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There has always been a need for "handbooks" and "outlines" in all specialties. This is especially true of otorhinolaryngology, the more "comprehensive" works on which run to 500 pages and more. In his new edition Dr. Ballenger has rearranged the material and amplified the text. The chapter on laryngeal conditions dependent on "nerves" required reediting, and it was necessary to add a chapter on foreign bodies in the lower airways. The technic of tracheotomy ought to be well rehearsed by every one from time to time, as the operation is a life-saving measure which calls for immediate action. Some four pages are devoted to it in this edition.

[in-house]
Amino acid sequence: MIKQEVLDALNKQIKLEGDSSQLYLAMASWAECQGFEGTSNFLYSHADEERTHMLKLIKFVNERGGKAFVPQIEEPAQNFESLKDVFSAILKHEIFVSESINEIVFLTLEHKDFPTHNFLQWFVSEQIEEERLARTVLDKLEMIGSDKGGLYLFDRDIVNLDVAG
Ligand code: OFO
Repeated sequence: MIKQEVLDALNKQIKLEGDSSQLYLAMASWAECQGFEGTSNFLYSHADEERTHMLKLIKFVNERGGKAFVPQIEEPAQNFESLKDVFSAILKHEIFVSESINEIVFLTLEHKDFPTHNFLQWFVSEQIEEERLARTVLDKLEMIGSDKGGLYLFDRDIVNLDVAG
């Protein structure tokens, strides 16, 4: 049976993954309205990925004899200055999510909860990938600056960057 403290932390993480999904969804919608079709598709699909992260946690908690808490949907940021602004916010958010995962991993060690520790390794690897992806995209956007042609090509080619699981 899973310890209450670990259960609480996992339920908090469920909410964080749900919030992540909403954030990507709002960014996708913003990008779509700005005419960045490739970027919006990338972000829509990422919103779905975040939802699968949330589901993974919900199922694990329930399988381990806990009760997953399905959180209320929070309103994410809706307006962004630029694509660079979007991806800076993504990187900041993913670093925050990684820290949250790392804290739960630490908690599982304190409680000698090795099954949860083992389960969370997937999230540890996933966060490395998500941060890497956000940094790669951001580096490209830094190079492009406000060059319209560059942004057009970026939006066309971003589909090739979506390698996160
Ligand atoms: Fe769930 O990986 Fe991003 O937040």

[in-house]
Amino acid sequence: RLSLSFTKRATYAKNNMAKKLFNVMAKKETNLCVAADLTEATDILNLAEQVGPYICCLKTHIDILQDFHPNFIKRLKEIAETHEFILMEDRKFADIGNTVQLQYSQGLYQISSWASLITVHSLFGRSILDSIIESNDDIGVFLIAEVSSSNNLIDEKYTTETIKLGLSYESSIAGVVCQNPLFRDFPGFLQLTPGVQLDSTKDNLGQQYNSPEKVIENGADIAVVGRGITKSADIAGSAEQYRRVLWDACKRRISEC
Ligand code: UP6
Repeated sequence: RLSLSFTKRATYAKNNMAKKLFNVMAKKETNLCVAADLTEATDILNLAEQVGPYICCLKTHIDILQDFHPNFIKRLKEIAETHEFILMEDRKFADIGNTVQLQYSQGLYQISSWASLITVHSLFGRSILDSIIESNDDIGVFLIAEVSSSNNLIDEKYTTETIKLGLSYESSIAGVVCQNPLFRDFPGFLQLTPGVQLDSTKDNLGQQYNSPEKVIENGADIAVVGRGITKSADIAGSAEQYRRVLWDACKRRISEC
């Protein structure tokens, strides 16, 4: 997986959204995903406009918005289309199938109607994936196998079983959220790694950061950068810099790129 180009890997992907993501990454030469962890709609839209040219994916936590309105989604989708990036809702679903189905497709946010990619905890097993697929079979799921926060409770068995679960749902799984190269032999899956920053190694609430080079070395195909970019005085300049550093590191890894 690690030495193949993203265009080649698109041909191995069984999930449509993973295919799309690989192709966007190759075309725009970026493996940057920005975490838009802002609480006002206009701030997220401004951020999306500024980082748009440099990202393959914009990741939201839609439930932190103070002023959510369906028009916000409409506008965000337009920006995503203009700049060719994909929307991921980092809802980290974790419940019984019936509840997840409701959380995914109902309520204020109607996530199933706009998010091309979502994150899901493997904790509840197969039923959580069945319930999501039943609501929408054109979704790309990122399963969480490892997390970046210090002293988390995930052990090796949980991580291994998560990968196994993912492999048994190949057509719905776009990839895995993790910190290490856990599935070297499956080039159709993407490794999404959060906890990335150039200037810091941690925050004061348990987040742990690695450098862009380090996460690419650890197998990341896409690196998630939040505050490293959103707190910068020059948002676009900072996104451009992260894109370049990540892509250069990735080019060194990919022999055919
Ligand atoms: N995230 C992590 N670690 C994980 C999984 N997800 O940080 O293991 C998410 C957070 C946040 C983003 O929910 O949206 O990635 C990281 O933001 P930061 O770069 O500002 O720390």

The "busy practitioner" has no time for theoretic discussions, and he cannot expect to learn surgical technic from a textbook. Only in an operating room can he apply the knowledge which he has gained from watching other surgeons at work. Dr. Ballenger
A Manual of Otology, Rhinology and Laryngology. Arch Otolaryngol. 1943;38(1):99. doi:10.1001/archotol.1943.00670040108015
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